RL: What would you like to see added or refined in the forthcoming iClone 3?
With iClone 3 coming out soon, I really would like to see being able to animate independently more than one character at a time. I think that would be a great feature. As for other inclusions, I’d really like to see more types of animals added to iClone like Dogs and Cats. From some of the things I’ve heard are supposed to be in iClone 3, I think Reallusion is heading in the right direction.
View all 11 of John Holland’s iClone Music Videos
Fashion design in the real-world requires much ado to go from paper to Prête-a-porte. In the virtual world, designers shed the sewing and strut their stuff with Adobe Photoshop and Reallusion iClone. Students enrolled in the Textile Design course at the Heaton Manor School in Newcastle upon Tyne, UK are first exposed to fashion design by creating their CloneCloth fashions conceptualized by painting and image editing inside Photoshop. The students then fit their looks using iClone’s CloneCloth character texture patterns before sending their virtual fashion line down the 3D real-time runway. Creating the fashion design based on iClone’s CloneCloth characters give students a number of model and clothing style forms to choose from that best fits the vision for each look in their virtual fashion line. Students express their eye for fashion while learning image editing and texture creation with Photoshop and are able to quickly see their fashions come to life with 3D animation using the accessible features of iClone.
The Movies On-Air Radio interviews Machinima filmmaker CapeMedia on his transition from ‘The Movies’ to iClone. TMOA, spends a very informative and entertaining segment in the studio with CapeMedia discussing iClone filmmaking from the view of a filmmaker in search of a new engine for production. Cape, a long time ‘The Movies,’ filmmaker talks about the challenges of filmmaking in The Movies and his reasons for choosing iClone while discussing with hosts, Ken and Roger, about the strengths and challenges met with working inside iClone. The full interview is a great listen for anyone currently working in other engines and considering a shift to iClone and for current iClone users there are many excellent points made about how to improve your productions and best utilize iClone in the complete production pipeline. Thanks to TMOA’s Ken and Roger and CapeMedia for sharing their excellent broadcast.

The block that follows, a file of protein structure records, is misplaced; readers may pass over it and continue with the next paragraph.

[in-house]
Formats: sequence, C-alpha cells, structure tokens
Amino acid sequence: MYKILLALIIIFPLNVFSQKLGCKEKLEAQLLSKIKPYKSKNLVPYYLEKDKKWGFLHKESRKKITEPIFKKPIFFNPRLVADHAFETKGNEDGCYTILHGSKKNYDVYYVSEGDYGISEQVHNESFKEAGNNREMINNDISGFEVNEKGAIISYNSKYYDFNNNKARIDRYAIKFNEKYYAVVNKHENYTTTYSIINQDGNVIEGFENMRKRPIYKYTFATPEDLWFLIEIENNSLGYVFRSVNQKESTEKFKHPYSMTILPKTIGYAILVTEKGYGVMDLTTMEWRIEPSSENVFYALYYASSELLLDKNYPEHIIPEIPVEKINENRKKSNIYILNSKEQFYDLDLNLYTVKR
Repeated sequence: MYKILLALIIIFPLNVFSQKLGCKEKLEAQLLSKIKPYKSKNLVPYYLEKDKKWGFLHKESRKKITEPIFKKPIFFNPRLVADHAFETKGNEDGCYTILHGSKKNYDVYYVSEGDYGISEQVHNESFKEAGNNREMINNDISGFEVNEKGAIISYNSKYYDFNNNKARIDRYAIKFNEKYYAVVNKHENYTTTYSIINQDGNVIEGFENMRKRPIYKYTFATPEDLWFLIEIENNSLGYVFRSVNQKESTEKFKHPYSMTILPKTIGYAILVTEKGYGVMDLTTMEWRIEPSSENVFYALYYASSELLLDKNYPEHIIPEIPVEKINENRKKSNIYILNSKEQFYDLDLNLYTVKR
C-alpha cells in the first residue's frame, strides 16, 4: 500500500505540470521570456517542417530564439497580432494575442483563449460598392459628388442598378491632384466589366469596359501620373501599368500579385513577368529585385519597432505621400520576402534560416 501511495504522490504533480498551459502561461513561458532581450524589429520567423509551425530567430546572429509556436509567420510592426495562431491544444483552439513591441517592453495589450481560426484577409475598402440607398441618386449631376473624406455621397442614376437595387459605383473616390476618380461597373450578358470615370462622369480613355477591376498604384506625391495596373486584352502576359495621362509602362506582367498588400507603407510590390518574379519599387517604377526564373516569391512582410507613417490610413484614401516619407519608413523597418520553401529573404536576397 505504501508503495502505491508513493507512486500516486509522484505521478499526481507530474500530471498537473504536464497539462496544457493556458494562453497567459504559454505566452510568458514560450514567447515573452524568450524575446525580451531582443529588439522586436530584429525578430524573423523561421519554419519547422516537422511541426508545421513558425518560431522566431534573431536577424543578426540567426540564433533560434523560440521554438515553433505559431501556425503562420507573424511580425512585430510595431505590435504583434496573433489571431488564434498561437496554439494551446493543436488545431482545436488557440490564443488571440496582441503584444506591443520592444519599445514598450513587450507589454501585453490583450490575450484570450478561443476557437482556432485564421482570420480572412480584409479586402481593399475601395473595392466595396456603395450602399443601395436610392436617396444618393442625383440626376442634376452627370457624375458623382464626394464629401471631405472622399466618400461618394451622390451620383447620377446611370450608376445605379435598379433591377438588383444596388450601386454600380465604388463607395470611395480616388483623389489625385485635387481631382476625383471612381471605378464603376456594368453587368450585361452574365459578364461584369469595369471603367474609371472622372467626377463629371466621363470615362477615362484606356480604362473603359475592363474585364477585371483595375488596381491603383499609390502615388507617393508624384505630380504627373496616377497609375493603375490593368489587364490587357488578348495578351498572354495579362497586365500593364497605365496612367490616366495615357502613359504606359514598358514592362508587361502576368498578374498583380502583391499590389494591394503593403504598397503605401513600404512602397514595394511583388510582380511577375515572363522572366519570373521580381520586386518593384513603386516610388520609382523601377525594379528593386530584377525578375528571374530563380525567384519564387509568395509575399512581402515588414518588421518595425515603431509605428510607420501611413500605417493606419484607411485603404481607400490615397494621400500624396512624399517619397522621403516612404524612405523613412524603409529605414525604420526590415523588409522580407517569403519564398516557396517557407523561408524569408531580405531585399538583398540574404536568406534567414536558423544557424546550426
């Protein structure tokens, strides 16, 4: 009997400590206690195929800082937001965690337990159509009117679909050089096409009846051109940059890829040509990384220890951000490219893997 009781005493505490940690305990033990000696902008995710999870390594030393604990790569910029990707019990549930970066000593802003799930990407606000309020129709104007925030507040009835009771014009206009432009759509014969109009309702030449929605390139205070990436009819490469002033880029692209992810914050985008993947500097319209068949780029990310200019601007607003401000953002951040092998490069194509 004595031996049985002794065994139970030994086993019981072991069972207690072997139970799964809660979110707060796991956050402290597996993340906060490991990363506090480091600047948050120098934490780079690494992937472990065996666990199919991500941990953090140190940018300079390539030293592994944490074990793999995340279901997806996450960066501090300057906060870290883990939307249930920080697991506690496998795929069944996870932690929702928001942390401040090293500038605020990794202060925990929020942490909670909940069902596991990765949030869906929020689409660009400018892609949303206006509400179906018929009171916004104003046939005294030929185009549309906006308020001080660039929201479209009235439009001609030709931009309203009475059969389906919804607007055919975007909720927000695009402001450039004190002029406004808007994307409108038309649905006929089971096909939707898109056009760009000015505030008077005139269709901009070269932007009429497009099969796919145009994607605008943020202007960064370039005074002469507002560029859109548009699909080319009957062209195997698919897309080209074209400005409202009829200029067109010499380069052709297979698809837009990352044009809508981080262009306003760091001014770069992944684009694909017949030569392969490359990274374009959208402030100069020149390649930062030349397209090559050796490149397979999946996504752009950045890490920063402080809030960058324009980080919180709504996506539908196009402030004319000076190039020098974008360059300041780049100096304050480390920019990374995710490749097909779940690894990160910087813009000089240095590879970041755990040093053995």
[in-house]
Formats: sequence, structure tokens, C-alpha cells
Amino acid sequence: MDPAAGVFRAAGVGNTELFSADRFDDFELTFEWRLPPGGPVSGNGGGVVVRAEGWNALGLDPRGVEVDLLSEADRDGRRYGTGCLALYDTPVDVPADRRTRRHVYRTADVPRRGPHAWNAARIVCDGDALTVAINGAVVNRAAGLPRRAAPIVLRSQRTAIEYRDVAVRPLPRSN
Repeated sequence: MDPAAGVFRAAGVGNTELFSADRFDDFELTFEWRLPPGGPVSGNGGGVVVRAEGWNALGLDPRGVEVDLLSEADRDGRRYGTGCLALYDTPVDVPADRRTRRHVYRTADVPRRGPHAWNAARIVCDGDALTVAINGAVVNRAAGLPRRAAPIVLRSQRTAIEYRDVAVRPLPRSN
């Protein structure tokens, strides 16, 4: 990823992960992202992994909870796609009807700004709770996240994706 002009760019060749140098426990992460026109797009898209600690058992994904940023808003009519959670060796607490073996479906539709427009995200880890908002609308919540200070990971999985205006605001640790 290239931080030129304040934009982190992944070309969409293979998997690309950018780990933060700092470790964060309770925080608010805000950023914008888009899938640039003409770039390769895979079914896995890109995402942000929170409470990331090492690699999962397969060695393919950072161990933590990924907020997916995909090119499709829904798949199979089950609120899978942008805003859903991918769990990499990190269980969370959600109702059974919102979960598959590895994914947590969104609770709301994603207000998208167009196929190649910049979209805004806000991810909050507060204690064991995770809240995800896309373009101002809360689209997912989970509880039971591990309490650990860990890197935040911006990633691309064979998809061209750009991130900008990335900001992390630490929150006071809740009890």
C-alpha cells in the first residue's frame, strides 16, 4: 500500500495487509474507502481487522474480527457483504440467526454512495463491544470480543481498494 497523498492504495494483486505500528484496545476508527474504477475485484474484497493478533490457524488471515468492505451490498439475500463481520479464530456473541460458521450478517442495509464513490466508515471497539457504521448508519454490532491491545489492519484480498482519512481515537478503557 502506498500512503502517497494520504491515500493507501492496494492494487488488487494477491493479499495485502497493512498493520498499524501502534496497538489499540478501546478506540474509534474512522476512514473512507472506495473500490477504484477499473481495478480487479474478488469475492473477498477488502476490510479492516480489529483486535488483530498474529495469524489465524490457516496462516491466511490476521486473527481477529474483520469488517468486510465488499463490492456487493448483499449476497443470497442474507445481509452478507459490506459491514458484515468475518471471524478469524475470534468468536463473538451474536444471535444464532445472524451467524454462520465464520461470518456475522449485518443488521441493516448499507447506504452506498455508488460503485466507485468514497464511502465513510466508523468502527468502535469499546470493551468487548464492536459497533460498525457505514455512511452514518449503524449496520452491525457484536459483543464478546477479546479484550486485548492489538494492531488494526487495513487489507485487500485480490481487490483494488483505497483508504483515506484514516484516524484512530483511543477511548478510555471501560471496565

Listen: Download the MP3s for the show
MP3 #2 – Cape’s segment begins at 34:00
MP3 #3 – Cape’s segment continues including questions from listeners
CapeMedia’s “The Sword Dance”
Cape’s website: http://www.capemediauk.com/Films.htm
Calling all iClone filmmakers looking to become the next music video mogul! The Machinima community has deep roots in music video ‘mods’, but this time it’s all about originality. The Radiohead, Aniboom.com create-the-video contest has a few requirements, in the first stage entrants will need to create a storyboard for members of the band to review whereby they will select certain candidates to move to the next round. There are no limits to what kind of storyboard you submit and videos are allowed for ‘previz,’ giving iClone filmmakers a certain edge over the competition. Another edge, you only have until April 27th to complete your first entry so speed is key and iClone will be certain to aid in this. Finally with the ability for iClone filmmakers to own and distribute their own work with full commerical ownership you can confidently enter the contest without doubt that, if you win, the boys from Radiohead can showcase your work on MTV, MySpace and elsewhere while padding your wallet with a sweet $10,000 production deal and you’ll have zero worry about using it to pay legal fees to some game company. Good luck!
The full details and article from Animation Magazine
Online animation network Aniboom has teamed with TBD Records to launch a contest inviting Radiohead fans around the world to produce an animated music video for any song from the band’s latest album, In Rainbows. Radiohead band members will choose the winner, who will receive $10,000 to produce a full-length animated music video. The competition will be supported by Adult Swim, Cartoon Network’s late-night programming block, as well as MySpace, where fans will be able to vote for their favorite videos.
(from Animation Magazine announcement) – read full article below
The London Film Academy’s Digital Film VFX Certificate Program introduces students to previsualization techniques with iClone. Alan Marques, instructor and Visual Effects pro talks about how iClone is used at the London Film Academy in this video.
Alan Marques has 23 years experience in the digital special effects industry, VFX Supervisor, and Lead Tutor on LFA’s new Digital Film VFX Course, has over 30 feature film and television credits to his name including “GoldenEye”, “Seven Years in Tibet” and Werner Herzog’s “Invincible”. He has worked for a number of high-end visual effects companies including The Magic Camera Company, Artem Digital and Terry Gilliam’s Peerless Camera Company. He is a member of The Visual Effects Society and the BKSTS and has lectured to industry professionals for a number of years.